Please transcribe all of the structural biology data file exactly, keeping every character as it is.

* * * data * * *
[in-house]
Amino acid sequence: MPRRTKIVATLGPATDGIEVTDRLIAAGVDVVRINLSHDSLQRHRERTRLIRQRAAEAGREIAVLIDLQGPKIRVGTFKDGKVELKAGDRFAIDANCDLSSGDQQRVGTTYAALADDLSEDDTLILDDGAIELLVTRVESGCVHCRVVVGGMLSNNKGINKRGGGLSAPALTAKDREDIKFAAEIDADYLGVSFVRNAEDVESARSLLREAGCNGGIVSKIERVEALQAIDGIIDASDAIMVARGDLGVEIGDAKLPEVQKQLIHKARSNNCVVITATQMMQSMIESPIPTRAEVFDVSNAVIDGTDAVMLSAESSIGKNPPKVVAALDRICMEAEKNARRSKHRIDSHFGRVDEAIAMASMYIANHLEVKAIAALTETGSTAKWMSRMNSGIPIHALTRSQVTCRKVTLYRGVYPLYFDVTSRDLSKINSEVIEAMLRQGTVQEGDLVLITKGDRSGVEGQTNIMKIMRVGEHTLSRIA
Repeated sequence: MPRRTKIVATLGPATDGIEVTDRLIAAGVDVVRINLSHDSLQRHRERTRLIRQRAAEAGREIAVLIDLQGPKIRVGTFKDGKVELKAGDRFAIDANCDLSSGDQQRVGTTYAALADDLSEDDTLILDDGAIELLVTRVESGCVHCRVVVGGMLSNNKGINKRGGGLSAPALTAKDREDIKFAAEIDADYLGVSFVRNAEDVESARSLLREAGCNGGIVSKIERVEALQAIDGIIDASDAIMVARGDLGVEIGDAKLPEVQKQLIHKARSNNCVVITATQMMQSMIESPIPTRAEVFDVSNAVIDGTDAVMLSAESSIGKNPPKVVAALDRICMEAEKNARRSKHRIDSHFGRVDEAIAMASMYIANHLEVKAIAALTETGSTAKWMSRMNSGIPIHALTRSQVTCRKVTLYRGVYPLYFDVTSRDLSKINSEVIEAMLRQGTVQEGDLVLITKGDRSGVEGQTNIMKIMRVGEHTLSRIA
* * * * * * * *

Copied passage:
[in-house]
Amino acid sequence: MPRRTKIVATLGPATDGIEVTDRLIAAGVDVVRINLSHDSLQRHRERTRLIRQRAAEAGREIAVLIDLQGPKIRVGTFKDGKVELKAGDRFAIDANCDLSSGDQQRVGTTYAALADDLSEDDTLILDDGAIELLVTRVESGCVHCRVVVGGMLSNNKGINKRGGGLSAPALTAKDREDIKFAAEIDADYLGVSFVRNAEDVESARSLLREAGCNGGIVSKIERVEALQAIDGIIDASDAIMVARGDLGVEIGDAKLPEVQKQLIHKARSNNCVVITATQMMQSMIESPIPTRAEVFDVSNAVIDGTDAVMLSAESSIGKNPPKVVAALDRICMEAEKNARRSKHRIDSHFGRVDEAIAMASMYIANHLEVKAIAALTETGSTAKWMSRMNSGIPIHALTRSQVTCRKVTLYRGVYPLYFDVTSRDLSKINSEVIEAMLRQGTVQEGDLVLITKGDRSGVEGQTNIMKIMRVGEHTLSRIA
Repeated sequence: MPRRTKIVATLGPATDGIEVTDRLIAAGVDVVRINLSHDSLQRHRERTRLIRQRAAEAGREIAVLIDLQGPKIRVGTFKDGKVELKAGDRFAIDANCDLSSGDQQRVGTTYAALADDLSEDDTLILDDGAIELLVTRVESGCVHCRVVVGGMLSNNKGINKRGGGLSAPALTAKDREDIKFAAEIDADYLGVSFVRNAEDVESARSLLREAGCNGGIVSKIERVEALQAIDGIIDASDAIMVARGDLGVEIGDAKLPEVQKQLIHKARSNNCVVITATQMMQSMIESPIPTRAEVFDVSNAVIDGTDAVMLSAESSIGKNPPKVVAALDRICMEAEKNARRSKHRIDSHFGRVDEAIAMASMYIANHLEVKAIAALTETGSTAKWMSRMNSGIPIHALTRSQVTCRKVTLYRGVYPLYFDVTSRDLSKINSEVIEAMLRQGTVQEGDLVLITKGDRSGVEGQTNIMKIMRVGEHTLSRIA